I never meant to be a teacher, yet here I am, and here’s how.
According to the French writer and existentialist Jean-Paul Sartre, humans are born with no purposes to serve. We all know why scissors exist but we don’t know why we exist, and that allows us to create our own worth.
It’s a vivid memory from school. I’m thinking to myself as I watch our teacher. Learning all the details of grammar to manage a class full of children who just want to fool around? This isn’t for me.
The first time I seriously thought about my career was when I was 16. While most of my friends chose to work, I chose to apply for universities, but what to study? The world was going multi-cultural and English skills were in demand as never before. I did OK at English. In fact, I was a star student. I also liked reading. Studying English literature was the logical choice.
Fast forward a few years, one thing happened after another and I started teaching English. It gave me independence and I was qualified to do it. Another logical choice. I applied methods I saw my own teachers use, in my awkward way at first, developing some tricks along the way, but doubt was always there. Is there concrete evidence to support my teaching practice? Surely there’s something better out there?
That was the time when my then partner suggested, and then supported, my teacher training in London. At the time we lived in the U.K., which was, and still is, the world leader in TEFL–Teaching English as a Foreign Language. The training, with published authors and skilled teacher trainers, was as much an intellectual adventure as it was exhaustingly competitive. However, all the trainees were friendly and supportive of each other. That was my first turning point as a teacher. Now I knew which teaching skill to apply to what situation. How to teach pronunciation. How to present vocabulary effectively, and why.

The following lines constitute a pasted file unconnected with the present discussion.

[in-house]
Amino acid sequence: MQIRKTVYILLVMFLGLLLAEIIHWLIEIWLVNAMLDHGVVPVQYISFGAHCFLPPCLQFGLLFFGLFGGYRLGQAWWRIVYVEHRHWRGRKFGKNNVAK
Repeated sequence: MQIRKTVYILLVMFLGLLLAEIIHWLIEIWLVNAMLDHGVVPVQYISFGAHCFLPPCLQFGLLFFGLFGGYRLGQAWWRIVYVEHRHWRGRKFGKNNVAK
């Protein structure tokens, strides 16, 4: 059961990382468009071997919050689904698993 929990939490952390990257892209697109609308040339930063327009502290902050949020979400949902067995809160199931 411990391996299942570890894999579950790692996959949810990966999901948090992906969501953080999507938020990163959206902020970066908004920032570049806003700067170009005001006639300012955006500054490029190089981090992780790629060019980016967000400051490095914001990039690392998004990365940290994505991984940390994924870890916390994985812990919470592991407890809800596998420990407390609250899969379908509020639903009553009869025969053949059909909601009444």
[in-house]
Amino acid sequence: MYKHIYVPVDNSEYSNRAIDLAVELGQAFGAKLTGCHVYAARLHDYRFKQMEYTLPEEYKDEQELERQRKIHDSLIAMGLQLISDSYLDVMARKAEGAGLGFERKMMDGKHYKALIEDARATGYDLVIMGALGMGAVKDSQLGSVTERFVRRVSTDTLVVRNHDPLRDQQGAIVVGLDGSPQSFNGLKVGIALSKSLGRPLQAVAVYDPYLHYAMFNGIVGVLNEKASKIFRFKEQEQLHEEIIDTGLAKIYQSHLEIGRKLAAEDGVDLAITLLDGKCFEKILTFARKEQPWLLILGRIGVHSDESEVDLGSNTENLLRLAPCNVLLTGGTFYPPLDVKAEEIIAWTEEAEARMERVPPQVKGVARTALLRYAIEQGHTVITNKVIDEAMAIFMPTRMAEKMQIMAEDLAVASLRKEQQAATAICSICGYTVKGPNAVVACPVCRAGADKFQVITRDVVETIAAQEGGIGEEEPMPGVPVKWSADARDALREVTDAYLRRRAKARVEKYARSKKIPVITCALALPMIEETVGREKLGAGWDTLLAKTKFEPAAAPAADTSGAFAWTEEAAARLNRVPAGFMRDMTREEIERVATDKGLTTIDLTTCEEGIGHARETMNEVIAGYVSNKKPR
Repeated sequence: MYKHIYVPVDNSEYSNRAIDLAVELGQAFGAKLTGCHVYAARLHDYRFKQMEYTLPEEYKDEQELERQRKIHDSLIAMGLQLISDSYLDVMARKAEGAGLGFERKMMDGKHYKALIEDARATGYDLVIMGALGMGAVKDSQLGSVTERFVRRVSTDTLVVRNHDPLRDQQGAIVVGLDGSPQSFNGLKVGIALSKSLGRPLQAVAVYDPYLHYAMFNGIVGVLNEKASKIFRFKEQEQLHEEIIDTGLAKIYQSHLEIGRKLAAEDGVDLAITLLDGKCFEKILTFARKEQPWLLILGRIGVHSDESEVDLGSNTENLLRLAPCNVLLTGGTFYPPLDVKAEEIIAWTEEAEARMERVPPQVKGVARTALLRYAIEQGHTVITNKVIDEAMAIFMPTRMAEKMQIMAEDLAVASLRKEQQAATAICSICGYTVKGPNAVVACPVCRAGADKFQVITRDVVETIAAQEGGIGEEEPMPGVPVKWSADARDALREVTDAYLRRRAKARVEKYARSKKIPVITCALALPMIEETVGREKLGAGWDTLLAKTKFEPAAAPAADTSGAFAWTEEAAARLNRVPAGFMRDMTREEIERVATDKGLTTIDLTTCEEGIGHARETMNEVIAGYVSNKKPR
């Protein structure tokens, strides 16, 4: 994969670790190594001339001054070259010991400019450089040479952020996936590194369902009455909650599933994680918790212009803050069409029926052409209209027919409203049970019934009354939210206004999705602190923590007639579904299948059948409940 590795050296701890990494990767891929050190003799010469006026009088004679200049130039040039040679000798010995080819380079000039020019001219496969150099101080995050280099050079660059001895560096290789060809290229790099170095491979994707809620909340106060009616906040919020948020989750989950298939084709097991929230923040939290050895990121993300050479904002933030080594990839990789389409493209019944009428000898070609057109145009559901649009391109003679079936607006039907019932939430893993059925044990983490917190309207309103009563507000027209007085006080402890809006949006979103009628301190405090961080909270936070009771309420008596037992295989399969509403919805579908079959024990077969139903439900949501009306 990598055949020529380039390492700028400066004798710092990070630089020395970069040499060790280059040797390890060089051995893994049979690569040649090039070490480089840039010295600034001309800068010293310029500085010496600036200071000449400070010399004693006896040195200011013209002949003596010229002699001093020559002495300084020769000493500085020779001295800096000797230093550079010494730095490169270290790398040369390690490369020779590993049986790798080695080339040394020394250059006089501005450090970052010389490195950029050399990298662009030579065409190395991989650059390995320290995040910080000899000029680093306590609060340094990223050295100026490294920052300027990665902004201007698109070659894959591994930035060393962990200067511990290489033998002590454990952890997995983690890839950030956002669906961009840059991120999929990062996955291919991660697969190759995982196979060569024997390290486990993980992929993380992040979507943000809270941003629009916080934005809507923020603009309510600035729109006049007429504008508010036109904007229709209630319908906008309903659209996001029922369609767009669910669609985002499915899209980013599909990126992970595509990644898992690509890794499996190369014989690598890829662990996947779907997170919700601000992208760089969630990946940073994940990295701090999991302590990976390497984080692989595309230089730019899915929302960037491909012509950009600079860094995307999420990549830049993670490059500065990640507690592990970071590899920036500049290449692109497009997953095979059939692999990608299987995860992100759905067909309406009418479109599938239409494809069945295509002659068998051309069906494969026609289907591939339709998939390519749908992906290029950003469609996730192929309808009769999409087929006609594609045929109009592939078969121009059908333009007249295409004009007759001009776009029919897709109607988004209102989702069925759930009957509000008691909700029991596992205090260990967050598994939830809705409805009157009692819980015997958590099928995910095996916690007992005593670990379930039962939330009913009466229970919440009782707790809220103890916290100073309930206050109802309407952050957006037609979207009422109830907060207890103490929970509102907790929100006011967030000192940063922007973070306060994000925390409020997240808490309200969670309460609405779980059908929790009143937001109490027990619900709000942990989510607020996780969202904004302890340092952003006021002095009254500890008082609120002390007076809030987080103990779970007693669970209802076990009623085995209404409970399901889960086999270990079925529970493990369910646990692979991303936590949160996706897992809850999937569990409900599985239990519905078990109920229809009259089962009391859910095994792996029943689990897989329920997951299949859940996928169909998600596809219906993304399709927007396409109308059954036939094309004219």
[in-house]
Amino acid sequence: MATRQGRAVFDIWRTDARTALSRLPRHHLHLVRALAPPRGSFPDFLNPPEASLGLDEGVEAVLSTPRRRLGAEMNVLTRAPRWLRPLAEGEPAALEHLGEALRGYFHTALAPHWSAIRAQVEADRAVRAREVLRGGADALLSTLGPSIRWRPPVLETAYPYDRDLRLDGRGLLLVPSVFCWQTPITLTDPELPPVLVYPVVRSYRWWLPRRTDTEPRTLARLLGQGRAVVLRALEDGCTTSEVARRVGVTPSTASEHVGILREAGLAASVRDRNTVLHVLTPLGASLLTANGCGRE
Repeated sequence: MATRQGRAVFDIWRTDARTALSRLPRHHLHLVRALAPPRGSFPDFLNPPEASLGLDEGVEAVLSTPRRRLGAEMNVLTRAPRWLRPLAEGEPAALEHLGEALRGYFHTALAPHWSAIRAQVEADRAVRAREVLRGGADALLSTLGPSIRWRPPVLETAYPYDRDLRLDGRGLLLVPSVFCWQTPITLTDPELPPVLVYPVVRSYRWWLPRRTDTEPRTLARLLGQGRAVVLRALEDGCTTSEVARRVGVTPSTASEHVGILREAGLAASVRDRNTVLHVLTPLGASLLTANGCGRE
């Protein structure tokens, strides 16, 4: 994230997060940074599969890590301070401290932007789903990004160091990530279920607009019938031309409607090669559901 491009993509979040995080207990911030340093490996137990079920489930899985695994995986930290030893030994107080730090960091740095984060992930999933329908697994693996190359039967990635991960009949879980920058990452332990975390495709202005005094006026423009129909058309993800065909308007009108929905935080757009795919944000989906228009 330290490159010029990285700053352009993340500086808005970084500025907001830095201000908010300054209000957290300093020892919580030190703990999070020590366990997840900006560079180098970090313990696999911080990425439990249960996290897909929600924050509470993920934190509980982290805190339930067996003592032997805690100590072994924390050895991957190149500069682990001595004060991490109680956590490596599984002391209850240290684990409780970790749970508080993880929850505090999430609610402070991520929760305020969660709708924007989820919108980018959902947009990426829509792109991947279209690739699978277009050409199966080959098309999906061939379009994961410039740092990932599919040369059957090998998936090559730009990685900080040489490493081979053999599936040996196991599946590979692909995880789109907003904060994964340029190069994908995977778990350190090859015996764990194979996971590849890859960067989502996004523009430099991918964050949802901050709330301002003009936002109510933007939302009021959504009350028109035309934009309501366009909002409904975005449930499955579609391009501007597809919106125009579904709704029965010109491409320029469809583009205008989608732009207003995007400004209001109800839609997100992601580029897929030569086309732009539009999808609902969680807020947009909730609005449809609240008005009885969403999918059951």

Do you know, for example, learning occurs more effectively when the teacher, not the student, presents new vocabulary as a package of sound and concept, in an appropriate context? I didn’t. This is because the first exposure holds the key to accurate vocabulary learning. Many of us know this, from the experience of learning a word with a wrong sound or meaning the first time and having difficulty correcting it afterwards. Throw away the idea of each student fumbling through a dictionary for one-to-one translations only to acquire often shallow and biased knowledge, which, as far as I know, is still widely practiced in Japanese mainstream education.
My second turning point came thanks to my grandfather, when I thought I had lost everything, including my health. Actually, his help came long after he had passed away, which was even before I was born. He was known to have been bright enough to be a scholar had he received more than the minimum education he actually got. It made me admire the idea of being a scholar, especially in science, since that was my favourite subject. I decided to go back to university, but this time, following my heart rather than logic, and do what I was barely fit to do: To study for a PhD. What fun years it turned out to be, studying all day, with pocket money of ¥500 a month! I studied linguistics and experimental psychology. Finally, the door opened to the evidence-based theories behind language learning.
Do you know, for example, why people good at learning telephone numbers are generally good language learners? I didn’t. Individual differences in verbal short-term memory (STM) explain this phenomenon. A large STM capacity helps you learn both digits and vocabulary. Imagine students with a digit span of 3 trying to catch up with their peers with 7. Are they “not trying hard enough”? Learning about these individual differences hidden away in the brain, not turning a blind eye to them, will help a teacher help learners.
Scissors aren’t allowed to exist once they stop being scissors. We are allowed changes and choices. They say those who can, do; those who can’t, teach. When I was a teacher by accident, I was definitely one who couldn’t, and it made me a by-stander in life. Only with the scientific knowledge to logically back up and propel my teaching, and the skills to accompany it, I became one who can. And so can you.
 Recommended reading to learn more about this would be a series of studies done by Prof. Susan Gathercole and her colleagues, many of which are available online. Look especially for those with focus on the relationship between verbal short-term memory and vocabulary learning.
Masda Yuka (PhD) is an Associate Professor at Tokyo University of Pharmacy and Life Sciences. She studied the psychology of language at Hiroshima University and has taught languages in Japan and overseas for more years than she would admit.